Nonfiction > Walt Whitman > Prose Works > I. Specimen Days > 79. The Weather—Does It Sympathize with These Times?
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Walt Whitman (1819–1892).  Prose Works. 1892.
  
I. Specimen Days
79. The Weather—Does It Sympathize with These Times?
  
WHETHER the rains, the heat and cold, and what underlies them all, are affected with what affects man in masses, and follow his play of passionate action, strain’d stronger than usual, and on a larger scale than usual—whether this, or no, it is certain that there is now, and has been for twenty months or more, on this American continent north, many a remarkable, many an unprecedented expression of the subtile world of air above us and around us. There, since this war, and the wide and deep national agitation, strange analogies, different combinations, a different sunlight, or absence of it; different products even out of the ground. After every great battle, a great storm. Even civic events the same. On Saturday last, a forenoon like whirling demons, dark, with slanting rain, full of rage; and then the afternoon, so calm, so bathed with flooding splendor from heaven’s most excellent sun, with atmosphere of sweetness; so clear, it show’d the stars, long, long before they were due. As the President came out on the capitol portico, a curious little white cloud, the only one in that part of the sky, appear’d like a hovering bird, right over him.   1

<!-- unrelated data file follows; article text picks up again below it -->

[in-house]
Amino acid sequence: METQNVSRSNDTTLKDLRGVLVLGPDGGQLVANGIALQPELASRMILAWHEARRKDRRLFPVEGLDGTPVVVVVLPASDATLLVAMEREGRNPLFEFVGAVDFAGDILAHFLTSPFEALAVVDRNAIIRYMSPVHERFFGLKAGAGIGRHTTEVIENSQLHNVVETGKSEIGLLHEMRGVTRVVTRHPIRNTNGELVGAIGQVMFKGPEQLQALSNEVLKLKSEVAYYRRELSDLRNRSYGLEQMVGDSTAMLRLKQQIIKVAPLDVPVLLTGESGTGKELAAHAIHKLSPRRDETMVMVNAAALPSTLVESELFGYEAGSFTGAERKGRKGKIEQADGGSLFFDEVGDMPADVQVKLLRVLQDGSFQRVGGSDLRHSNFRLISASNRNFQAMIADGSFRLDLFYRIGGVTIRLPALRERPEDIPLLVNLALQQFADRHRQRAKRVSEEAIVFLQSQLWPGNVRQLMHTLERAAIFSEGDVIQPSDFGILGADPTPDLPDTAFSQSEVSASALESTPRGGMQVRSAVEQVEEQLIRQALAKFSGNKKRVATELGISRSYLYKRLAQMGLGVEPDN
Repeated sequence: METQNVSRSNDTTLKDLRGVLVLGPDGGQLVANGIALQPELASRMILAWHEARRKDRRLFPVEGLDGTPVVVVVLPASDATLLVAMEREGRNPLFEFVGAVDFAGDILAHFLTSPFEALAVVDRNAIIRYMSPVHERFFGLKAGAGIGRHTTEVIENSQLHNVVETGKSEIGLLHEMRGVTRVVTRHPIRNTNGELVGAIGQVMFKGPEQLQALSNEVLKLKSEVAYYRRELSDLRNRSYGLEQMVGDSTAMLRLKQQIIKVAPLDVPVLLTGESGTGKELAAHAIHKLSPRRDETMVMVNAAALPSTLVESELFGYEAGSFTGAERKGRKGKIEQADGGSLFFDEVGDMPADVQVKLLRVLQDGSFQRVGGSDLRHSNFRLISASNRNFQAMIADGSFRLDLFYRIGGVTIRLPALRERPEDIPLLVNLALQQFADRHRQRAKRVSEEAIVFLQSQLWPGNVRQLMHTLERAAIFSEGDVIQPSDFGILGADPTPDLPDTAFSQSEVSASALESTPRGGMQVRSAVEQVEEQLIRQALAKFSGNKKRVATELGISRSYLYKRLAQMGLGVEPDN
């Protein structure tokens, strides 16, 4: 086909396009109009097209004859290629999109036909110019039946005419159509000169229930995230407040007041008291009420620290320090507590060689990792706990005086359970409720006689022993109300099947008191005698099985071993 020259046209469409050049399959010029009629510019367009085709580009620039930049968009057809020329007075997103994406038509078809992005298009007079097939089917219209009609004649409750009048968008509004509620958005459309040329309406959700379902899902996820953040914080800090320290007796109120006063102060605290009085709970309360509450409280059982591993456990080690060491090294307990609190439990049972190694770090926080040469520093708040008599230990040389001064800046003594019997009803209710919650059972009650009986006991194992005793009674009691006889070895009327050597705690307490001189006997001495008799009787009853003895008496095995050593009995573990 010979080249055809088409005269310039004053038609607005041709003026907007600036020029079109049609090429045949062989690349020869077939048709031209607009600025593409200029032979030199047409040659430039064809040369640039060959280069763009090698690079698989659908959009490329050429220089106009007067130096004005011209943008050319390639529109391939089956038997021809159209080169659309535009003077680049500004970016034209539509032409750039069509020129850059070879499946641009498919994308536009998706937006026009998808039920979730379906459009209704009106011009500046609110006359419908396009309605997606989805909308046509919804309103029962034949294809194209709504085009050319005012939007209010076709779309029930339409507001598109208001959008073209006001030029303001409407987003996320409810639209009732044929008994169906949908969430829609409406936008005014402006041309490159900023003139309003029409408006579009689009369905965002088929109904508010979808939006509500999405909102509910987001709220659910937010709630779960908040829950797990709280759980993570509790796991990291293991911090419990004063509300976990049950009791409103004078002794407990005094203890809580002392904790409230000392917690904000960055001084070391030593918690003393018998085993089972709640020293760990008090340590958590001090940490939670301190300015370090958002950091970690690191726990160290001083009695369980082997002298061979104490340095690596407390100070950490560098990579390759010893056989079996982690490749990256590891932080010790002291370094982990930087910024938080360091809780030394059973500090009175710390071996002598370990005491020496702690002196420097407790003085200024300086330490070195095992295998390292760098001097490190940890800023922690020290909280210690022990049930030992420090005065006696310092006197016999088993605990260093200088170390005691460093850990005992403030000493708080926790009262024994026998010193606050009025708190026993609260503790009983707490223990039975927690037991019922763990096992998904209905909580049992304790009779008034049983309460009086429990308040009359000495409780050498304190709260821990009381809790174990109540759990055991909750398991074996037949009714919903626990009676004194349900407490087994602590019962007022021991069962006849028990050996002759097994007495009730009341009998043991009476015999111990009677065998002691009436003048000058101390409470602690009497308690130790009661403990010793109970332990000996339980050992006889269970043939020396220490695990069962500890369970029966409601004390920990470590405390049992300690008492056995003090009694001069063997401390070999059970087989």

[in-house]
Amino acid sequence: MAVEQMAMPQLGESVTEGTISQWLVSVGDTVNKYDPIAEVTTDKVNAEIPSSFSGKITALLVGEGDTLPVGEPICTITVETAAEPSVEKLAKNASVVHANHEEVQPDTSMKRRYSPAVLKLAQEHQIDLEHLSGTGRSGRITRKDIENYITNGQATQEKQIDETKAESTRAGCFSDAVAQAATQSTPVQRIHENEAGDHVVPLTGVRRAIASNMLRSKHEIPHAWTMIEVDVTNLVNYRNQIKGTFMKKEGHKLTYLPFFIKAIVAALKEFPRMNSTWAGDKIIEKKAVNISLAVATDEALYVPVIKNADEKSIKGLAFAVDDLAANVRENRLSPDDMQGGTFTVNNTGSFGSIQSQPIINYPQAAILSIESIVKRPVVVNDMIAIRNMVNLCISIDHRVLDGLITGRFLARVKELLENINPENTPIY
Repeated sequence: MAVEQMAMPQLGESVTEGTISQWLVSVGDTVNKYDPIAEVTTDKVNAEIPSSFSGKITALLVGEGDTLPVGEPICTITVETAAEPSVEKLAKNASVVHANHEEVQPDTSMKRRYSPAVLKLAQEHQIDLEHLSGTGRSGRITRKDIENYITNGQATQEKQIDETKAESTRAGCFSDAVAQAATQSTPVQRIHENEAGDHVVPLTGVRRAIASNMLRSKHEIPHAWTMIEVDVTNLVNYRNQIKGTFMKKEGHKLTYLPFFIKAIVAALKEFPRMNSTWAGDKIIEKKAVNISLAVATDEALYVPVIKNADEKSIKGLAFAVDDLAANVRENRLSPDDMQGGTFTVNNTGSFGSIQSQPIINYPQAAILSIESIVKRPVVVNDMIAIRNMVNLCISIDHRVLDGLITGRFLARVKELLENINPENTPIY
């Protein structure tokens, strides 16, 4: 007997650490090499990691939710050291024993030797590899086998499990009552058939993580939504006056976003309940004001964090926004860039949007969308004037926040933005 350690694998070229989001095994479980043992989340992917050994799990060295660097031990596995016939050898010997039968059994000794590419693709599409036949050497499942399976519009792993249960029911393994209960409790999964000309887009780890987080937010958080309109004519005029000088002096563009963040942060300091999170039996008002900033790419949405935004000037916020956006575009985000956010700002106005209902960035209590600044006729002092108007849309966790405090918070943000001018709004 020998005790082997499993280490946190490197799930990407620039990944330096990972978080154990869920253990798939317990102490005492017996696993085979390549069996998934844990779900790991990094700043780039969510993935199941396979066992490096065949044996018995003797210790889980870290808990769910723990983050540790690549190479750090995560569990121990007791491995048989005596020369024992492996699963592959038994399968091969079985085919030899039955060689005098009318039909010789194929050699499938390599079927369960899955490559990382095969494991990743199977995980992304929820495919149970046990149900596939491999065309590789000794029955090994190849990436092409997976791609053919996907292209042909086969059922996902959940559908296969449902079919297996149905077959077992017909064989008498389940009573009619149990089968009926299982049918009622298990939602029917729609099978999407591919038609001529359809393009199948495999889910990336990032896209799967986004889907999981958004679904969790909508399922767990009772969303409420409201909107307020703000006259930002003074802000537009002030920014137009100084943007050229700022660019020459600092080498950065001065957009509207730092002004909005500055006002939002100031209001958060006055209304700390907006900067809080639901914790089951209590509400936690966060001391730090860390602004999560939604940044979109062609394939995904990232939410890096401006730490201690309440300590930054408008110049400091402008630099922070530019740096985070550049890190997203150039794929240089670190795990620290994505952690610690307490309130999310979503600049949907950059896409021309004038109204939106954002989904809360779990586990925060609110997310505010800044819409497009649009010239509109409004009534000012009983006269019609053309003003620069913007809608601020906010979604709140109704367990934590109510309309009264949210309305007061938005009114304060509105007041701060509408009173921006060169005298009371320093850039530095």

Indeed, the heavens, the elements, all the meteorological influences, have run riot for weeks past. Such caprices, abruptest alternation of frowns and beauty, I never knew. It is a common remark that (as last summer was different in its spells of intense heat from any preceding it,) the winter just completed has been without parallel. It has remain’d so down to the hour I am writing. Much of the daytime of the past month was sulky, with leaden heaviness, fog, interstices of bitter cold, and some insane storms. But there have been samples of another description. Nor earth nor sky ever knew spectacles of superber beauty than some of the nights lately here. The western star, Venus, in the earlier hours of evening, has never been so large, so clear; it seems as if it told something, as if it held rapport indulgent with humanity, with us Americans. Five or six nights since, it hung close by the moon, then a little past its first quarter. The star was wonderful, the moon like a young mother. The sky, dark blue, the transparent night, the planets, the moderate west wind, the elastic temperature, the miracle of that great star, and the young and swelling moon swimming in the west, suffused the soul. Then I heard, slow and clear, the deliberate notes of a bugle come up out of the silence, sounding so good through the night’s mystery, no hurry, but firm and faithful, floating along, rising, falling leisurely, with here and there a long-drawn note; the bugle, well play’d, sounding tattoo, in one of the army hospitals near here, where the wounded (some of them personally so dear to me,) are lying in their cots, and many a sick boy come down to the war from Illinois, Michigan, Wisconsin, Iowa, and the rest.   2

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